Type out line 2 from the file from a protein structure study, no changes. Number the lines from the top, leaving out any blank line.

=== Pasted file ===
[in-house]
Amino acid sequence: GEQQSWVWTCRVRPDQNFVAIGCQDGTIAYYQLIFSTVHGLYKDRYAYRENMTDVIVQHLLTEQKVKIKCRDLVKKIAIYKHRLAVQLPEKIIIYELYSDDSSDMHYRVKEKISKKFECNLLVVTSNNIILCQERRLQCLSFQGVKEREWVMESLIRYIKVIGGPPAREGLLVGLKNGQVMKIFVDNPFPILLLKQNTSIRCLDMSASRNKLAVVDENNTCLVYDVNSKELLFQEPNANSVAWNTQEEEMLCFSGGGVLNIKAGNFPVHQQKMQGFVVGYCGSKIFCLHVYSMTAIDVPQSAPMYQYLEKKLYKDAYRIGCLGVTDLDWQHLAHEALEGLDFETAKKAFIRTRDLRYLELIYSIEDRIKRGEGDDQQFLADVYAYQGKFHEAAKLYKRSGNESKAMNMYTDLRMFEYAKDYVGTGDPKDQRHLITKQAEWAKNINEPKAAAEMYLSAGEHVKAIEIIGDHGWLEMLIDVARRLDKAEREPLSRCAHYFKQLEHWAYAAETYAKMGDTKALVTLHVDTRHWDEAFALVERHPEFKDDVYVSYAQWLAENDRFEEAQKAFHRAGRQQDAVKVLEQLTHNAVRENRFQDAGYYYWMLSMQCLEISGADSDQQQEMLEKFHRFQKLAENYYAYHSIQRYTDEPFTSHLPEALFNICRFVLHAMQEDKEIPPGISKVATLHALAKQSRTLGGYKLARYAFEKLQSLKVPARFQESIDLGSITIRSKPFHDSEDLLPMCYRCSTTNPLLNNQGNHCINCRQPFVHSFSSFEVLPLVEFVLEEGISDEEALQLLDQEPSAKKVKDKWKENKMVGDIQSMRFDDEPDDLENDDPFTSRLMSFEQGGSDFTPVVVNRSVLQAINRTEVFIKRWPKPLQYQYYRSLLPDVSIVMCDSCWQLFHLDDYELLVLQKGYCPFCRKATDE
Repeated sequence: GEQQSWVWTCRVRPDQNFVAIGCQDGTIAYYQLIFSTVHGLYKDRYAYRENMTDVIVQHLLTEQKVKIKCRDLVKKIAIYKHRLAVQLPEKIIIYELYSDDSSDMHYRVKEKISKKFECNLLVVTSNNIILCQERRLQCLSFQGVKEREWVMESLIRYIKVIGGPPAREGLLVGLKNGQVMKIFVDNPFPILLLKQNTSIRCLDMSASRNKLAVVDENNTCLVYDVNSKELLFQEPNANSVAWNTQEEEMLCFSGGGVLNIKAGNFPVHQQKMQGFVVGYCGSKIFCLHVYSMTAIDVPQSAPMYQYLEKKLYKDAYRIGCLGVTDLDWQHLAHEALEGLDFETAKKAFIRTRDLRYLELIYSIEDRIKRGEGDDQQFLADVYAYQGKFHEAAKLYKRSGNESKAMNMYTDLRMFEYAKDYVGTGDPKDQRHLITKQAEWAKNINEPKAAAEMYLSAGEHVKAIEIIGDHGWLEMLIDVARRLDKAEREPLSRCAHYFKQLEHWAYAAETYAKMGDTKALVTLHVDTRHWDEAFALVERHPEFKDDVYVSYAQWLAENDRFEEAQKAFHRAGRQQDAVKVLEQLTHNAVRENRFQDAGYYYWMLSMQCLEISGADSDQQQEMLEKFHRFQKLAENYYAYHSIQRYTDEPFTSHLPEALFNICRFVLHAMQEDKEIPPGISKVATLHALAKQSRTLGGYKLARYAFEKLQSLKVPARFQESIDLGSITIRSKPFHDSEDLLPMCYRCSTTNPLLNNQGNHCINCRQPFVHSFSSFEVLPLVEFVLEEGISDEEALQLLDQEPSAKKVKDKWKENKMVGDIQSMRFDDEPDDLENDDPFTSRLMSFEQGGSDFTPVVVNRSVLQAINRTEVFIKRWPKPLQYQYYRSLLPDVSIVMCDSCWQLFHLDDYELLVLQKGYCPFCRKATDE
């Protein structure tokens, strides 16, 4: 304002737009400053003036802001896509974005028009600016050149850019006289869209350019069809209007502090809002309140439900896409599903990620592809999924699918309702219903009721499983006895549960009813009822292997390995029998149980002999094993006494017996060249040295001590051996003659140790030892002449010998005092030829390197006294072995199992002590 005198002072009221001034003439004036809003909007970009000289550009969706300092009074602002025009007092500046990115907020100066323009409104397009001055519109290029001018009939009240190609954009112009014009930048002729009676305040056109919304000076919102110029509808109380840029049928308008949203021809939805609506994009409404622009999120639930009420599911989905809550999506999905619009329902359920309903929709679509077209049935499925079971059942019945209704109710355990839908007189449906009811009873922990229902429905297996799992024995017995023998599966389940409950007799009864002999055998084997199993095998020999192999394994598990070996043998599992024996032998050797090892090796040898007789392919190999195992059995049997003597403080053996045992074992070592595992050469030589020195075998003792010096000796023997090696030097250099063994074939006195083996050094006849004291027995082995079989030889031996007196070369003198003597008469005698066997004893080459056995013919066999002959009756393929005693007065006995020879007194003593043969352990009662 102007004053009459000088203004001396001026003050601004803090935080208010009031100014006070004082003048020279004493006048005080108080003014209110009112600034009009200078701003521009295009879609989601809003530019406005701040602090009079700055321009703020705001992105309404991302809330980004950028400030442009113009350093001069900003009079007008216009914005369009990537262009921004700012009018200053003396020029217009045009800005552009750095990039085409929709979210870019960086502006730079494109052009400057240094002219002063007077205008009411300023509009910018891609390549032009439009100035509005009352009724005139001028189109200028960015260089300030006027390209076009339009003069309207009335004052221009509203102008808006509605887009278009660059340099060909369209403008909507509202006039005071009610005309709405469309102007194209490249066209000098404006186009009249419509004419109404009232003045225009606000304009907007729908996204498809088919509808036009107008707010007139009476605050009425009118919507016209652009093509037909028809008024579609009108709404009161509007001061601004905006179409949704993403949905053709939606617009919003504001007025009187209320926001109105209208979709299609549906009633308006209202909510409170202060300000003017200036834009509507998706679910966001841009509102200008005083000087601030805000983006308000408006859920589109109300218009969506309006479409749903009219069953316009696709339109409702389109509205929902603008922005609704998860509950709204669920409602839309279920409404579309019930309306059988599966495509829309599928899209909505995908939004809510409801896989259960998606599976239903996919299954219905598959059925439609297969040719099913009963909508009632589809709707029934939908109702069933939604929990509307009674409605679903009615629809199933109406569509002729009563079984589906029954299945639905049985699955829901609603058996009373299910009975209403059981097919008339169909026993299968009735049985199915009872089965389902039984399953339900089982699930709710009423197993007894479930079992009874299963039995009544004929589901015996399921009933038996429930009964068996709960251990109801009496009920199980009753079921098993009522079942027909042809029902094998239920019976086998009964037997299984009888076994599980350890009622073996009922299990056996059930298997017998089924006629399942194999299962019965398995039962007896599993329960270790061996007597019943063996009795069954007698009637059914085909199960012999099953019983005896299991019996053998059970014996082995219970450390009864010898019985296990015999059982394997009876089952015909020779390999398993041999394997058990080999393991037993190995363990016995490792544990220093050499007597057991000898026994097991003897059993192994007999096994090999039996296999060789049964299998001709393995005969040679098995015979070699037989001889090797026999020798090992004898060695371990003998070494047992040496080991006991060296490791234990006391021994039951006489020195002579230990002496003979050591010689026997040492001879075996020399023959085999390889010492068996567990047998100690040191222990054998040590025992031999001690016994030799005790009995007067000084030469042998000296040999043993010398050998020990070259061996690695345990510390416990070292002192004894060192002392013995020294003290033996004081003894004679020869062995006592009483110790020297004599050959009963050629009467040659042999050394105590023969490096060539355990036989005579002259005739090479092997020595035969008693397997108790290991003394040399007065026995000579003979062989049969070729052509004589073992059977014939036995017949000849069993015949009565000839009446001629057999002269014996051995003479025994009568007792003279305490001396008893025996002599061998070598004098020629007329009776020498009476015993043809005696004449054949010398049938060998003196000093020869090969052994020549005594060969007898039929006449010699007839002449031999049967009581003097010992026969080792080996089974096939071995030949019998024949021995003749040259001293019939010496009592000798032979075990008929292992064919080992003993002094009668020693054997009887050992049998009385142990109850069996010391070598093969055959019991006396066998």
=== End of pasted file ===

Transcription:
Amino acid sequence: GEQQSWVWTCRVRPDQNFVAIGCQDGTIAYYQLIFSTVHGLYKDRYAYRENMTDVIVQHLLTEQKVKIKCRDLVKKIAIYKHRLAVQLPEKIIIYELYSDDSSDMHYRVKEKISKKFECNLLVVTSNNIILCQERRLQCLSFQGVKEREWVMESLIRYIKVIGGPPAREGLLVGLKNGQVMKIFVDNPFPILLLKQNTSIRCLDMSASRNKLAVVDENNTCLVYDVNSKELLFQEPNANSVAWNTQEEEMLCFSGGGVLNIKAGNFPVHQQKMQGFVVGYCGSKIFCLHVYSMTAIDVPQSAPMYQYLEKKLYKDAYRIGCLGVTDLDWQHLAHEALEGLDFETAKKAFIRTRDLRYLELIYSIEDRIKRGEGDDQQFLADVYAYQGKFHEAAKLYKRSGNESKAMNMYTDLRMFEYAKDYVGTGDPKDQRHLITKQAEWAKNINEPKAAAEMYLSAGEHVKAIEIIGDHGWLEMLIDVARRLDKAEREPLSRCAHYFKQLEHWAYAAETYAKMGDTKALVTLHVDTRHWDEAFALVERHPEFKDDVYVSYAQWLAENDRFEEAQKAFHRAGRQQDAVKVLEQLTHNAVRENRFQDAGYYYWMLSMQCLEISGADSDQQQEMLEKFHRFQKLAENYYAYHSIQRYTDEPFTSHLPEALFNICRFVLHAMQEDKEIPPGISKVATLHALAKQSRTLGGYKLARYAFEKLQSLKVPARFQESIDLGSITIRSKPFHDSEDLLPMCYRCSTTNPLLNNQGNHCINCRQPFVHSFSSFEVLPLVEFVLEEGISDEEALQLLDQEPSAKKVKDKWKENKMVGDIQSMRFDDEPDDLENDDPFTSRLMSFEQGGSDFTPVVVNRSVLQAINRTEVFIKRWPKPLQYQYYRSLLPDVSIVMCDSCWQLFHLDDYELLVLQKGYCPFCRKATDE